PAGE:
FAYETTEVILLE — Arkansas coach Bret Bielema has spent nine months molding his new team to fit his personality, preaching a physical brand of football where games are won by success in the trenches.

So it was almost fitting offensive coordinator Jim Chaney opened the Bielema era by calling seven straight run plays Saturday. Even better: The Razorbacks smash mouth plan worked to perfection, leading to a touchdown pass that got Arkansas off and rolling to a 34-14 win against Louisiana-Lafayette at Reynolds Razorback Stadium.

"The feeling, you can’t really describe it," Arkansas center Travis Swanson said. "We’ve waited so long. To finally get out there and display it and to see it …

"It’s just a sigh of relief almost."

Almost everything went right during a feel-good opener in front of an announced crowd of 69,801. Arkansas showed off its balance, a powerful ground game and big-play potential on offense en route to 522 yards Saturday. The defense endured some early struggles, but adjusted, put pressure on quarterback Terrance Broadway throughout the second half and forced two turnovers.

It all led to a 20-point win in a game that had been projected as an intriguing opener because of the Ragin’ Cajuns’ success in 2012. But Arkansas never trailed, extending ULL’s winless streak against Southeastern Conference opponents to 37 games.

The success also pushed Arkansas to 1-0, matching Bielema’s mantra of winning every snap, every play, every moment in every day.

"I can’t say enough about not just what our guys did (Saturday), but I think their preparation," Bielema said about the past nine months. "When you’ve got a new staff, so many new faces, the way they handled game week, the way they’ve handled themselves really … It didn’t shock me, but I didn’t know until today got here."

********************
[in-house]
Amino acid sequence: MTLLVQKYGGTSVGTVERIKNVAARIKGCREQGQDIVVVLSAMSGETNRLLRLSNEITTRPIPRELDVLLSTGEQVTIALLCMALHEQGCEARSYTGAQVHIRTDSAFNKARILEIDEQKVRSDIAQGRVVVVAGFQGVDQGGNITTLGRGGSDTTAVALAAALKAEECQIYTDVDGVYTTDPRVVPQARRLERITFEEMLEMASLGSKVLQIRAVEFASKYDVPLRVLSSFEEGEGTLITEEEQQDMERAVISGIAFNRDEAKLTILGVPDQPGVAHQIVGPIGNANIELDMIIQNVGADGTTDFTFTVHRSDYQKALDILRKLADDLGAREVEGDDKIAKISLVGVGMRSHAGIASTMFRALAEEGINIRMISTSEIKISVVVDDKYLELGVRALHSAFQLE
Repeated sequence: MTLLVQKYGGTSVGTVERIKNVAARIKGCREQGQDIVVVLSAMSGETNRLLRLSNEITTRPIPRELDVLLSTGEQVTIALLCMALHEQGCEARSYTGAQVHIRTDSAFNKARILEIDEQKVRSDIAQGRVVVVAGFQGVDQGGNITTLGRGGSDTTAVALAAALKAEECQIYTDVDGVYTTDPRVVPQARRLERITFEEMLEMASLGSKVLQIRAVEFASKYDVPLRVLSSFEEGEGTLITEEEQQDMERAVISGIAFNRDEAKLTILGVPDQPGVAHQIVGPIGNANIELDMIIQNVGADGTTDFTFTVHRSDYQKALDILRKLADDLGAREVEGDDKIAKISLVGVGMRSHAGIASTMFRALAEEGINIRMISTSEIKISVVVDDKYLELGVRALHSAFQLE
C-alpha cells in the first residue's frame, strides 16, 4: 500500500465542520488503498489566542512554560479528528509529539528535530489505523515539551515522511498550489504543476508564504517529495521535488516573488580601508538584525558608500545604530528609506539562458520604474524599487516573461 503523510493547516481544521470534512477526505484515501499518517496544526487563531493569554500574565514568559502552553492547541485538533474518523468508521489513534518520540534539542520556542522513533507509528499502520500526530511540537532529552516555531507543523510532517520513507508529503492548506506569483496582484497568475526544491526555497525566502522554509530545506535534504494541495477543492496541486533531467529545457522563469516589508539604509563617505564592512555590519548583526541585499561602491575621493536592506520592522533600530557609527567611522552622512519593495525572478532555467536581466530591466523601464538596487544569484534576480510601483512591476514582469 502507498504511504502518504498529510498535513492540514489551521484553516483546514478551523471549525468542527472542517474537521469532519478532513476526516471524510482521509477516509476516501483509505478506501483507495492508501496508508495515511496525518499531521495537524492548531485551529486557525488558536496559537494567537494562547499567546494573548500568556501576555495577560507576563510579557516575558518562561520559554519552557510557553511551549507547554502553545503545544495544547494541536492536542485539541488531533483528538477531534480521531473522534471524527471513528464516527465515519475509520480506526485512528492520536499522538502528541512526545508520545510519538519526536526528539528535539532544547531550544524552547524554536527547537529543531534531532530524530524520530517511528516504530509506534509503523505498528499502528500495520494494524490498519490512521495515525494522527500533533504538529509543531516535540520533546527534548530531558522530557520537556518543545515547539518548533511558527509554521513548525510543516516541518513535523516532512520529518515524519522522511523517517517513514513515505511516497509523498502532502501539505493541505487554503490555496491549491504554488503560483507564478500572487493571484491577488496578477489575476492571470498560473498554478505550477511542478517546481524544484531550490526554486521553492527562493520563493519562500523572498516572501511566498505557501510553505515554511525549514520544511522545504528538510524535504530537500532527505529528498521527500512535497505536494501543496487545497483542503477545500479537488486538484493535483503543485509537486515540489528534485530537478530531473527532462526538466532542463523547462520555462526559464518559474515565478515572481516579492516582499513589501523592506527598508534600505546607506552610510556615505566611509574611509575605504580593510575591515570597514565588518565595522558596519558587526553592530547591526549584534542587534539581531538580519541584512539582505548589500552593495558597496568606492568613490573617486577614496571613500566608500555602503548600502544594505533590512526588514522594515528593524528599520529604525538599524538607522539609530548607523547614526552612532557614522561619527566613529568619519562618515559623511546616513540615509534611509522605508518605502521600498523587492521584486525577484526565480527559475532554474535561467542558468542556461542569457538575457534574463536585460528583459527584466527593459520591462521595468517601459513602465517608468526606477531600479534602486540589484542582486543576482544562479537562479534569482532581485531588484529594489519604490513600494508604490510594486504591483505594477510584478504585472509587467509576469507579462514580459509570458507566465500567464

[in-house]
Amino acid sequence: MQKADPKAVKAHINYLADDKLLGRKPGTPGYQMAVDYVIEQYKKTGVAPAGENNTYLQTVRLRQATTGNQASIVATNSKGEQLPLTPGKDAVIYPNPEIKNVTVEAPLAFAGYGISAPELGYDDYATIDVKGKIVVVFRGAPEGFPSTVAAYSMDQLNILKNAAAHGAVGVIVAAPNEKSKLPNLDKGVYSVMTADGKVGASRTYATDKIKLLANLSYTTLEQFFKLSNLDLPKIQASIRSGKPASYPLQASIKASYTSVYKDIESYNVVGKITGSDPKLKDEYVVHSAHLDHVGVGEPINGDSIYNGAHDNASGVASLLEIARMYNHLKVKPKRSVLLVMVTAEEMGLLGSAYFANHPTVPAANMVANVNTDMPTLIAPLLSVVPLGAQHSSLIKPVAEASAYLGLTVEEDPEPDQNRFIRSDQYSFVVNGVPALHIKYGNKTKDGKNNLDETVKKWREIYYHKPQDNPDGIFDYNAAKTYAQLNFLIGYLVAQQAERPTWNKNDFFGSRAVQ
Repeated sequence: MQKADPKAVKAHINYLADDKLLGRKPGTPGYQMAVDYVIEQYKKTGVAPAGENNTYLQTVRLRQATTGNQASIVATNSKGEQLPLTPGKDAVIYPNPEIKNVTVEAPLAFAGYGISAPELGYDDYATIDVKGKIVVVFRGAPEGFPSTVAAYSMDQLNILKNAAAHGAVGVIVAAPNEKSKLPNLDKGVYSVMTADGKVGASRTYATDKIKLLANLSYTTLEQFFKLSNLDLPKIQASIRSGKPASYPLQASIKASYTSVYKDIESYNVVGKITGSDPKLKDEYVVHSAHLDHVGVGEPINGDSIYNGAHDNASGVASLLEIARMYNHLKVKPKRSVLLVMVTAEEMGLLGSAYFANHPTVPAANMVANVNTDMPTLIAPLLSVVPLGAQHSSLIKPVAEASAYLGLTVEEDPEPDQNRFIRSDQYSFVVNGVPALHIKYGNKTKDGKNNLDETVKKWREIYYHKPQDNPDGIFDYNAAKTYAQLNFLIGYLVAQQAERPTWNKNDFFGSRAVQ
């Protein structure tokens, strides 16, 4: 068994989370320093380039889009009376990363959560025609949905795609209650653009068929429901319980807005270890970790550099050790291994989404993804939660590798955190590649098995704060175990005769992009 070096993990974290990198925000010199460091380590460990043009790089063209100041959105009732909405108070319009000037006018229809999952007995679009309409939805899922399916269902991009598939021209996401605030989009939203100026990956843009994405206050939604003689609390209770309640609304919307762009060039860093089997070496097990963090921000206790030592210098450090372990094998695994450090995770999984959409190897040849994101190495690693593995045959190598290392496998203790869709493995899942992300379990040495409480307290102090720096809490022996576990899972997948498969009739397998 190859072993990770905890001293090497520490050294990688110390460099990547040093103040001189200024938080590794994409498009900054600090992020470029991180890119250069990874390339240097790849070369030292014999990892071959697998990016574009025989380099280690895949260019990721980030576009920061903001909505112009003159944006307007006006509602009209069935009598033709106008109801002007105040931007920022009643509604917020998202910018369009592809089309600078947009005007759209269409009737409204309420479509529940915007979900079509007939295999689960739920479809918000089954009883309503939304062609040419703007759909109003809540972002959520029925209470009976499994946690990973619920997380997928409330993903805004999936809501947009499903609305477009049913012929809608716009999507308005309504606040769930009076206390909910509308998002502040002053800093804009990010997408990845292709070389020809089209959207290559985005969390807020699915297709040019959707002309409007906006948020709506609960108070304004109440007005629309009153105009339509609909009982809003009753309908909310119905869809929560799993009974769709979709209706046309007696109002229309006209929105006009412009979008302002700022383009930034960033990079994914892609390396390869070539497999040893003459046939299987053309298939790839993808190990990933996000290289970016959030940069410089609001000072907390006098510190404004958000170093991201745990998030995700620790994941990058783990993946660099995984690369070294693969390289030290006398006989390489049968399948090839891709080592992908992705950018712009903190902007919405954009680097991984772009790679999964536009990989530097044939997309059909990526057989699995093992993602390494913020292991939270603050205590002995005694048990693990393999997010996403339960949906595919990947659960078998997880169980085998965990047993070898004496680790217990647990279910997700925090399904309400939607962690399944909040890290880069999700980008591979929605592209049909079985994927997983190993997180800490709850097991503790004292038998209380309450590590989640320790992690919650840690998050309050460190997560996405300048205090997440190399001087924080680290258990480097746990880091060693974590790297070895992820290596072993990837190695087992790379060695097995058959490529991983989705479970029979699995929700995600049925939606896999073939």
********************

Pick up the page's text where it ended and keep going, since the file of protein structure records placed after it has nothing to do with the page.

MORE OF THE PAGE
Any questions Bielema had seemed to be answered with that first drive, which started with 14- and 13-yard runs by sophomore running back Jonathan Williams. Arkansas also got 21 yards on consecutive runs by freshman Alex Collins and moved to ULL’s 18-yard line before quarterback Brandon Allen attempted his first pass.

The ground-and-pound approach helped set up the touchdown on Allen’s third attempt, which was a play-action pass to receiver Javontee Herndon. The senior was all by himself in the end zone to haul in a 6-yard score that made it 7-0.

"When I heard the play call, I was like, ‘Please throw me the ball,’" Herndon said.

"We’ve been practicing that play a lot. That’s a good play we like to run in the red zone and it worked for us."

It went that way most of the day for the Arkansas offense, which unveiled a one-two punch in the backfield that the Razorbacks haven’t seen since the days of Darren McFadden and Felix Jones. Williams shook off a second-quarter shoulder stinger to rush for 151 yards on 18 carries, including a 75-yard touchdown run late in the third quarter to cap the scoring.

Collins was nearly his equal, gaining 131 yards on 21 carries.

Williams and Collins became the first Arkansas duo to top the 100-yard mark in the same game since McFadden and Jones in 2007. Collins also was the first Arkansas true freshman to run for more than 100 yards in his debut since Jones in 2005.

"That’s what Coach Bielema talks about all the time," Williams said. "Enjoy pounding the ball and enjoy being physical and we did that (Saturday)."

But the Razorbacks showed they had no plans of simply being a ground-and-pound team against Louisiana-Lafayette with Allen under center.

The sophomore, who had struggled the last time Arkansas fans saw him in a game, enjoyed a fantastic debut in the new offense. He completed 15-of-22 passes for 230 yards with three touchdowns, helping the Hogs balance out their attack.